free thought, n.: opinions about questions of religion formed independently of tradition, authority, or established belief.
freethinker, n.: a person who forms his opinions about religion independently of tradition, authority, or established belief.
Are Freethinkers Atheists?
Yes. Freethinkers do not believe that deities are any more real than leprechauns, fairies, ghosts, reincarnation, heaven, hell, devils, unicorns, Santa Claus or Superman. Freethinkers are unconvinced of the existence of supernatural entities and phenomena generally. On the other hand, Freethinkers believe that all of these fictions and others are expressions of our humanity and of the human condition. In addition, Freethinkers are not dogmatic about their unbelief. They are perfectly willing to believe in anything that is sufficiently rooted in and supported by facts and reason. After all, the store of human knowledge and understanding is constantly growing. Some of today’s beliefs will be swept away for better ideas tomorrow just as some of yesterday’s ideas have been replaced by today’s knowledge.
Nevertheless, it remains a very durable fact that there is no convincing evidence for the supernatural. Worse, there are nearly insurmountable logical problems with supernaturalism as it is commonly conceived. Nor does our ignorance about very many things demand that we believe in the supernatural. To suppose the existence of such things as god(s) in order to ‘explain’ anything raises even more difficult questions than any that we have difficulty in answering. There are many questions that no one has yet had any idea of how to answer. This is why Freethinkers often say that it is better to not know, and better not to believe than to be in error and to let false beliefs put an end to questioning.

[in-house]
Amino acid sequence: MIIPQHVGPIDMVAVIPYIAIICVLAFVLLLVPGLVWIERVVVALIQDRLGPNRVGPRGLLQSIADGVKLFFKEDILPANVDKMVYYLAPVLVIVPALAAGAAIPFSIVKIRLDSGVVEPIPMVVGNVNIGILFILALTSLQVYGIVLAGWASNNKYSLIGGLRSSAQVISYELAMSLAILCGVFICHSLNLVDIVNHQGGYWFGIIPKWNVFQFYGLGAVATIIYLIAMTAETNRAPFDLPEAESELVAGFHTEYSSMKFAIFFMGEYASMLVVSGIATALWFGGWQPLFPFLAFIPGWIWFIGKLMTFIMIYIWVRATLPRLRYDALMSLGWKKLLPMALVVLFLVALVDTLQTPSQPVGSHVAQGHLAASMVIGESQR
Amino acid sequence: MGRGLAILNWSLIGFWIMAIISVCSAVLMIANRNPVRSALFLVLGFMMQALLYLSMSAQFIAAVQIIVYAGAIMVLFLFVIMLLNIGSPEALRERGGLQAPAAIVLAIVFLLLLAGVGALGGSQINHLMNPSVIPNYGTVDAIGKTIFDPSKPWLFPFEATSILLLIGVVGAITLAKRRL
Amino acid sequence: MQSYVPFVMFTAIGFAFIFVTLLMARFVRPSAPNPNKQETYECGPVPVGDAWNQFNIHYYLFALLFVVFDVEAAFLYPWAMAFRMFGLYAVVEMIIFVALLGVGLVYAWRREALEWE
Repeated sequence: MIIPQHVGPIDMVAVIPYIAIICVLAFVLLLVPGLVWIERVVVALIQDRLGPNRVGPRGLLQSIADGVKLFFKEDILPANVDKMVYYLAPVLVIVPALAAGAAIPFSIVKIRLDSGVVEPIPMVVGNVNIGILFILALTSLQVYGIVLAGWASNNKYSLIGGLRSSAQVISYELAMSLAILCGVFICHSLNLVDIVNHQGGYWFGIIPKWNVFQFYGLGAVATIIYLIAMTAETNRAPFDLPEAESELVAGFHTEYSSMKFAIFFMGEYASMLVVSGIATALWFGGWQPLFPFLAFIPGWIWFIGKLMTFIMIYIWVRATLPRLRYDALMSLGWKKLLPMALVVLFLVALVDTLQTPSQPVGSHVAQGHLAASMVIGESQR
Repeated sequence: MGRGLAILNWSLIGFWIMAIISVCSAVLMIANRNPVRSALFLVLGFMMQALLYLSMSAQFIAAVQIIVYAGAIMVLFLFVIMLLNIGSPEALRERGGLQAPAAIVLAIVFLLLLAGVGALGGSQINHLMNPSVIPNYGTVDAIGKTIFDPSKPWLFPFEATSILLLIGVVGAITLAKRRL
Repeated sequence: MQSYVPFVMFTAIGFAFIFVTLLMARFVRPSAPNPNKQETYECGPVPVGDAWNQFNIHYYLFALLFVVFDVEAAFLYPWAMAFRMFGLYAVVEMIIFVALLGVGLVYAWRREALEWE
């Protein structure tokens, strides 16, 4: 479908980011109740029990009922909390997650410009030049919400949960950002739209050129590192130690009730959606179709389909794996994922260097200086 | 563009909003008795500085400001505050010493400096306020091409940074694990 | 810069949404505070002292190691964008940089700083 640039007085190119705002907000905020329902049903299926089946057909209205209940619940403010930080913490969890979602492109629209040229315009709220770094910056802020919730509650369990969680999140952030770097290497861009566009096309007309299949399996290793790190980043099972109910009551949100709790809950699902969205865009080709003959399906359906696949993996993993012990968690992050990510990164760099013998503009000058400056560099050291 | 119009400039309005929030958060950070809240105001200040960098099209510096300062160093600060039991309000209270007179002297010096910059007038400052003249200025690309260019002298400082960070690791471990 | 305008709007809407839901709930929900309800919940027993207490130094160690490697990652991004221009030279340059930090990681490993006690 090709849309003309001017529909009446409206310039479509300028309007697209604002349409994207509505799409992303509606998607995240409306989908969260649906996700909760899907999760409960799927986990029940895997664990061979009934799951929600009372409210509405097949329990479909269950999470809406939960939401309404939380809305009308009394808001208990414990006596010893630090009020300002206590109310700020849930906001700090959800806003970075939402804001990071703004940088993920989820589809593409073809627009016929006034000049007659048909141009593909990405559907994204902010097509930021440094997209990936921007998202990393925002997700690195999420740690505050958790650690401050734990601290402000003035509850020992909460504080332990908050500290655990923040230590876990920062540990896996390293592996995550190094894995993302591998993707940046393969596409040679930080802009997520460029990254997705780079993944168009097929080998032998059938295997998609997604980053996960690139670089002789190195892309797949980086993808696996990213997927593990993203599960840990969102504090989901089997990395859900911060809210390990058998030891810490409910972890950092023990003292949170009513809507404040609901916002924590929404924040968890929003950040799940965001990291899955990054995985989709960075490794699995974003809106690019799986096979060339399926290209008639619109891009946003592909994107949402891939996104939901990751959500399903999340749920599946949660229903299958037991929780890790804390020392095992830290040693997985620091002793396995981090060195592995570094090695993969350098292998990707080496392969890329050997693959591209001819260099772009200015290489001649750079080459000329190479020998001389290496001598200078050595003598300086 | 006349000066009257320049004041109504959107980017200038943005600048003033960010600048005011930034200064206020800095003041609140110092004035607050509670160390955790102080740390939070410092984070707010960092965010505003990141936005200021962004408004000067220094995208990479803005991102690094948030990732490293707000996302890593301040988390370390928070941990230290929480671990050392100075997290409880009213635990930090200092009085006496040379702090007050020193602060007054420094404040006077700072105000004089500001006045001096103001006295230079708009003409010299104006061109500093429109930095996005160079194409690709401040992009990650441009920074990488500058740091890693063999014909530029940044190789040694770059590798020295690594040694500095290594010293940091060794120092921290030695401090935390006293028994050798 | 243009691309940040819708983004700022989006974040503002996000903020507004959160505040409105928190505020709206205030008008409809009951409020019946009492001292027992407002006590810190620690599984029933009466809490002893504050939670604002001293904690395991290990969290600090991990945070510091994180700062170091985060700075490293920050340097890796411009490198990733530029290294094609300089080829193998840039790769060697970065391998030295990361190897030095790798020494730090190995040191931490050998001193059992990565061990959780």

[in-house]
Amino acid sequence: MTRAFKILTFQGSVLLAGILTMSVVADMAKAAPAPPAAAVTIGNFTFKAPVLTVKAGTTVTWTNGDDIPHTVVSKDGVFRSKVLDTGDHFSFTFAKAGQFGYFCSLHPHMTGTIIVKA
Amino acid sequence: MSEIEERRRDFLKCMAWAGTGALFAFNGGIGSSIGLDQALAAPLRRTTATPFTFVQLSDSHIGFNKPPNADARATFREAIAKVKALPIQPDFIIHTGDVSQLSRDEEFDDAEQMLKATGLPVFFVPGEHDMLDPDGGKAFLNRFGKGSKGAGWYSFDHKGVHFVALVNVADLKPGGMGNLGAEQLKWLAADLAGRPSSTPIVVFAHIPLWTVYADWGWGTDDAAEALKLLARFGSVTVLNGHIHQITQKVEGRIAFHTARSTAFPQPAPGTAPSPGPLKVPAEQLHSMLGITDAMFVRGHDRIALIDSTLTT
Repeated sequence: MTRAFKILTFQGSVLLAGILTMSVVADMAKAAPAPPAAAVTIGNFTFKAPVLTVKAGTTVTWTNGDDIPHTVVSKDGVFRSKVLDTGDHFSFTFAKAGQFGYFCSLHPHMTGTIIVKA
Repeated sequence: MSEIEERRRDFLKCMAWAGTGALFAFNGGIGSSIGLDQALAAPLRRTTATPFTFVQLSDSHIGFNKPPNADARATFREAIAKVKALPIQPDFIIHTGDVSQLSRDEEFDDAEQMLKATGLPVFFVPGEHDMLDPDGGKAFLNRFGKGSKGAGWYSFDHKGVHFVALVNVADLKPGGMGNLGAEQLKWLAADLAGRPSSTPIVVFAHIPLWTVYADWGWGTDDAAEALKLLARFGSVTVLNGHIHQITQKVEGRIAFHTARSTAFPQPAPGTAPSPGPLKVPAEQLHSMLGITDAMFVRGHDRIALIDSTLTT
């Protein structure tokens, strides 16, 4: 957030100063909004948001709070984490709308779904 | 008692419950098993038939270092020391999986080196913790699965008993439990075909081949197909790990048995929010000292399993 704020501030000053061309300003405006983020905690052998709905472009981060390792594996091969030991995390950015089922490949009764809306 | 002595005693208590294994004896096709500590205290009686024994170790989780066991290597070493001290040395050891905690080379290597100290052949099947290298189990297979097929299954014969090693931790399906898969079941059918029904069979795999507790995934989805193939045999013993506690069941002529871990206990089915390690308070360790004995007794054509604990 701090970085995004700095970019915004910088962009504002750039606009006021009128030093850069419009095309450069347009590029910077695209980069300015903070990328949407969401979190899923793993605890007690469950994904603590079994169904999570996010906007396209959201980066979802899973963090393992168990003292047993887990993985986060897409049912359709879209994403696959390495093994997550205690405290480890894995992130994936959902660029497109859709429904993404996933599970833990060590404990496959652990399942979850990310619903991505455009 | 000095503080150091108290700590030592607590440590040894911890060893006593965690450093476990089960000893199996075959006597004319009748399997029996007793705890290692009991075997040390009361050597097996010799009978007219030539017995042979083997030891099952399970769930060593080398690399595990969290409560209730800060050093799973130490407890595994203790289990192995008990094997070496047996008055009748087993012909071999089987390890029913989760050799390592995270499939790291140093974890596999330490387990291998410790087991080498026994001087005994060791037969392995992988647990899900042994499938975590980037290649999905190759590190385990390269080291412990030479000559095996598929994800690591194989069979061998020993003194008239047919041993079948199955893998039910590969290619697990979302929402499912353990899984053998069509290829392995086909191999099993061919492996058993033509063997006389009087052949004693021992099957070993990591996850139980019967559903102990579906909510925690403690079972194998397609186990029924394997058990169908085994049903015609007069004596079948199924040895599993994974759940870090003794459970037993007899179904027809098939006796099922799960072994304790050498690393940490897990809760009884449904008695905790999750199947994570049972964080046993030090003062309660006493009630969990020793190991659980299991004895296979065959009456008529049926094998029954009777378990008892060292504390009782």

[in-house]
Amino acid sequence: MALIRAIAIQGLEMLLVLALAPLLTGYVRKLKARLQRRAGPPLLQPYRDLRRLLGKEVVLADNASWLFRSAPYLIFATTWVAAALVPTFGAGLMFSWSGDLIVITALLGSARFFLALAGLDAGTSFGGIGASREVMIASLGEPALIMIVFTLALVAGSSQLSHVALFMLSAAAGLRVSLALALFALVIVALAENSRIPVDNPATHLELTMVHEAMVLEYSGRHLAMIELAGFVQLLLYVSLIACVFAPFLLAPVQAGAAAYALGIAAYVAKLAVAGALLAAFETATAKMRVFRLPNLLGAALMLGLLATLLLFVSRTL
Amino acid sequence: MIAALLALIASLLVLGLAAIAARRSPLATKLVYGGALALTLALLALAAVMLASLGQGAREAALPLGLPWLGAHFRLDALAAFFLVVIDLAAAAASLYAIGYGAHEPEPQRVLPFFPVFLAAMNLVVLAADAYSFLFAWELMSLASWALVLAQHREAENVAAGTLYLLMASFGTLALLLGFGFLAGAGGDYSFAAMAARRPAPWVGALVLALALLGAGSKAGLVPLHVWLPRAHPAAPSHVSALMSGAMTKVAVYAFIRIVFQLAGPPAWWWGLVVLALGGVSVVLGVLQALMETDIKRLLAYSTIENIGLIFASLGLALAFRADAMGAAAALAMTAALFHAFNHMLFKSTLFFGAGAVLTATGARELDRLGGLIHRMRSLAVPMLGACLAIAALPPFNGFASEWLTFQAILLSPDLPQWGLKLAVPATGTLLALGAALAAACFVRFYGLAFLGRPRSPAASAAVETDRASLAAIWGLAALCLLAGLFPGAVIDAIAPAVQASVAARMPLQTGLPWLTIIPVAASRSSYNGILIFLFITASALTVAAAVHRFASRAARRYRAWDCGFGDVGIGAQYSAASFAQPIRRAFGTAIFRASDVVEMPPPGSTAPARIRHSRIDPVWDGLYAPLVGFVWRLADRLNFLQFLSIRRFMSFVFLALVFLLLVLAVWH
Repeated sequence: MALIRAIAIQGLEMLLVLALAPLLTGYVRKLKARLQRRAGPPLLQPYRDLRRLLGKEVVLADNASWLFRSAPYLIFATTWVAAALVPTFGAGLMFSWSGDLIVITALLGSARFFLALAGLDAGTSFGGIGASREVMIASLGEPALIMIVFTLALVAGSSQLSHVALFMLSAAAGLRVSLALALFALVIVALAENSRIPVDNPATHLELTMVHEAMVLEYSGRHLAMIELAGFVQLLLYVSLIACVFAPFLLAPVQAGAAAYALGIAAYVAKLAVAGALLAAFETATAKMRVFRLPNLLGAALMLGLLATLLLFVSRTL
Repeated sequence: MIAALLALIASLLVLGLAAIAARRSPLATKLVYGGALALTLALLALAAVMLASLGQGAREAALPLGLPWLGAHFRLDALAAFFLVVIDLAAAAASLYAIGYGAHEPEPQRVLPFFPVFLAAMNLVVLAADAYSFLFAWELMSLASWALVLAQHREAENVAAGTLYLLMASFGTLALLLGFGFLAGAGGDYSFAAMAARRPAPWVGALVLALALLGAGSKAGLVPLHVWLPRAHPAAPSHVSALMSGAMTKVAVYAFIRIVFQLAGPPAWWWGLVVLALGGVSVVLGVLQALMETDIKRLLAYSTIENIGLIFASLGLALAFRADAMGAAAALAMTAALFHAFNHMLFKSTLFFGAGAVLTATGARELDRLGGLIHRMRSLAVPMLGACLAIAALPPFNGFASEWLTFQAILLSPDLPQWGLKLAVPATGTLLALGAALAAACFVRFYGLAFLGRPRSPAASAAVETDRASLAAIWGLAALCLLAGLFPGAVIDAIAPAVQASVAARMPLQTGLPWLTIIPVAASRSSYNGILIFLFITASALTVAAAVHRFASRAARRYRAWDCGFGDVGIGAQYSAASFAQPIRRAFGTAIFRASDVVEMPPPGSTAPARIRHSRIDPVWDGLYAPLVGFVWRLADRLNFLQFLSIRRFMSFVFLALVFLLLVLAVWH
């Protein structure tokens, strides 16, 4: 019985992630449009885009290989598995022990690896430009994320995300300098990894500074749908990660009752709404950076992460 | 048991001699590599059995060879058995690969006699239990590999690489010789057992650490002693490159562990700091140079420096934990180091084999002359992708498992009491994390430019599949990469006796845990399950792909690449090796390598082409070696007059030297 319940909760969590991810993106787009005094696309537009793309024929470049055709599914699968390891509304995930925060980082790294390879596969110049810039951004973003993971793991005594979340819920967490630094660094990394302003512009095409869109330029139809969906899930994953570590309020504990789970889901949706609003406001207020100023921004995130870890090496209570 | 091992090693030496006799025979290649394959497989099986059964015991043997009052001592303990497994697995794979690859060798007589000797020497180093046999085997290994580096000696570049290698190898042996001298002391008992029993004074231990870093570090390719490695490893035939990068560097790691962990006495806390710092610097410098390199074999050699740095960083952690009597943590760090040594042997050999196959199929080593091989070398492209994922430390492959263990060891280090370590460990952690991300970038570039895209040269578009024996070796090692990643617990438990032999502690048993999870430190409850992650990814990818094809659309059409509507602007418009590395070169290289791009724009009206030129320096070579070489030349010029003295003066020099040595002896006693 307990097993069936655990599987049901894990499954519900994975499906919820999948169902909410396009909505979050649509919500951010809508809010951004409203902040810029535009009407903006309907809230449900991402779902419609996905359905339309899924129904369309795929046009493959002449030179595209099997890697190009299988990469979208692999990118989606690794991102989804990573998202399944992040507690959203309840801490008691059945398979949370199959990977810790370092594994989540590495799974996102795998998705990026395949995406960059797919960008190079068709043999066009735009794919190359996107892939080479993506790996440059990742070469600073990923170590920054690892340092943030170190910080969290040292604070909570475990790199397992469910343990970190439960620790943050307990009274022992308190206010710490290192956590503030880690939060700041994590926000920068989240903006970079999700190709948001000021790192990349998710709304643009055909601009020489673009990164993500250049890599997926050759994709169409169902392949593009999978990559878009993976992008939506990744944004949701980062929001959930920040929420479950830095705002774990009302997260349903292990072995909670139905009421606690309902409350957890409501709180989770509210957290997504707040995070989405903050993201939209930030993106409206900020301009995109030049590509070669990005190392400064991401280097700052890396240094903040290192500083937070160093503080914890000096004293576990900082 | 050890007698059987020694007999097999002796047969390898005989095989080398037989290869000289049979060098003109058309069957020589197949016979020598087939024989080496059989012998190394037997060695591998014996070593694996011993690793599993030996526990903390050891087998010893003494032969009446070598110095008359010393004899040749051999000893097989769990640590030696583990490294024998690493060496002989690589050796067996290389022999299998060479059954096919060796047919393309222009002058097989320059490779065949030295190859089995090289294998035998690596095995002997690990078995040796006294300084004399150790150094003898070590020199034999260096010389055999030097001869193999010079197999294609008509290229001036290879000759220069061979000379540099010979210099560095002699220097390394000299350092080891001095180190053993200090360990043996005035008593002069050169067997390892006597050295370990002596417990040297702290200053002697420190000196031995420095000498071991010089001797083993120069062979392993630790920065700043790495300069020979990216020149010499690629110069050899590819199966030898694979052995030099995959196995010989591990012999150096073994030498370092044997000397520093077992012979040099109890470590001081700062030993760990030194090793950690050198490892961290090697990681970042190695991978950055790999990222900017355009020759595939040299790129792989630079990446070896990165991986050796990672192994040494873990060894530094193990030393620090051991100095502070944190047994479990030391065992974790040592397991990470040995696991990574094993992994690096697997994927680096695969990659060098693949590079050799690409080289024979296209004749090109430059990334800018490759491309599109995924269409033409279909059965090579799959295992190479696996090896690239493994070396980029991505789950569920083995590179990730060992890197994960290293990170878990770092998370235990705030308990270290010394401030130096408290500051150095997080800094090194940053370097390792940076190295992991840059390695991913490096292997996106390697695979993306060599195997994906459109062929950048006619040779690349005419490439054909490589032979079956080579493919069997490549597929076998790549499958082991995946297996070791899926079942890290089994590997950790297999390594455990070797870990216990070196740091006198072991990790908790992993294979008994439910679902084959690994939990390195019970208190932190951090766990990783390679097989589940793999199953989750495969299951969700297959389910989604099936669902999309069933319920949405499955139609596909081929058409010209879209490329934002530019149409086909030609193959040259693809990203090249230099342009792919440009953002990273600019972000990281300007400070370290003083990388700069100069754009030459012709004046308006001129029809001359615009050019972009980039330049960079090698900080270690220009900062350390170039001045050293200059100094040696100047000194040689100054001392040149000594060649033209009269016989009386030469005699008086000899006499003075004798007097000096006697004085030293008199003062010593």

What do Freethinkers Believe?
Freethinkers attach much more importance to the ‘why’ of belief than to the ‘what.’ Freethinkers believe in the sort of human understanding that naturally follows from a careful and rational consideration of the relevant factual evidence. With regard to the natural world of human experience, therefore, freethinkers regard the scientific method as the proper approach and scientific knowledge as the most reliable sort of human understanding. Freethinkers also acknowledge that there is an inner, private, subjective world of human experience. But they also recognize that our feelings and emotions cannot and should not be the basis of what we believe about the reality of the world which all human beings share.
Do Freethinkers Believe in Morality?
Of course they do. But Freethinkers believe that morality, like all other human understanding, arises out of the nature of reality as best we can understand it. Currently, our best knowledge, for example, is that the many differences between human beings which were once thought to be important, including skin color, hair form and many other physical characteristics, gender, social class, and so forth, are trivial matters compared to our essential similarities. Freethinkers believe that human behavior should be guided by this simple understanding of the moral equivalence of one person to another, which plainly puts such things as robbery, rape, murder, fraud, and otherwise endangering the lives and health of others into the category of wrongs. Thus, freethinkers take something like the ancient Golden Rule or “the law of reciprocity” as drawing its authority from the nature of objective reality.
What about the Bible?